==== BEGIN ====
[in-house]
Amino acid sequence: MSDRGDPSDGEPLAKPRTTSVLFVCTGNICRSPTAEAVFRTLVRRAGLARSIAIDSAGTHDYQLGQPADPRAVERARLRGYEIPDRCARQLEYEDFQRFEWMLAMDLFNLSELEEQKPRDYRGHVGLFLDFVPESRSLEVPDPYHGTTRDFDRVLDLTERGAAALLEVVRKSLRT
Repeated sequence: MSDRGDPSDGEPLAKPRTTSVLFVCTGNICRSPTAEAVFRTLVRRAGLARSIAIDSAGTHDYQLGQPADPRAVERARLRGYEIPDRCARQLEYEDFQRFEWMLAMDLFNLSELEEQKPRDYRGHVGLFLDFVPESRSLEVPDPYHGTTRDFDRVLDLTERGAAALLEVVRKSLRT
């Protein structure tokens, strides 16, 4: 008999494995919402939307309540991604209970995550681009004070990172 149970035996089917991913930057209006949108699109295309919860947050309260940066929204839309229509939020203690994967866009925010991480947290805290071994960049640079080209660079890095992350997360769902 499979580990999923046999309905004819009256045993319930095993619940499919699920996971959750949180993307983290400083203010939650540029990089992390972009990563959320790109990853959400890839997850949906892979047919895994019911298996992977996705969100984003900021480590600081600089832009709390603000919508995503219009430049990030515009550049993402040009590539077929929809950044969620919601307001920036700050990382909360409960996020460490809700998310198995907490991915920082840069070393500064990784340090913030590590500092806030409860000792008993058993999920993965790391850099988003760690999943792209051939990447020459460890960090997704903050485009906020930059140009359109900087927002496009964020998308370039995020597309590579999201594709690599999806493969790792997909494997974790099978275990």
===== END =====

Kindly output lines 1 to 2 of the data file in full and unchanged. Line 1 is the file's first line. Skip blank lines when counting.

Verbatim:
[in-house]
Amino acid sequence: MSDRGDPSDGEPLAKPRTTSVLFVCTGNICRSPTAEAVFRTLVRRAGLARSIAIDSAGTHDYQLGQPADPRAVERARLRGYEIPDRCARQLEYEDFQRFEWMLAMDLFNLSELEEQKPRDYRGHVGLFLDFVPESRSLEVPDPYHGTTRDFDRVLDLTERGAAALLEVVRKSLRT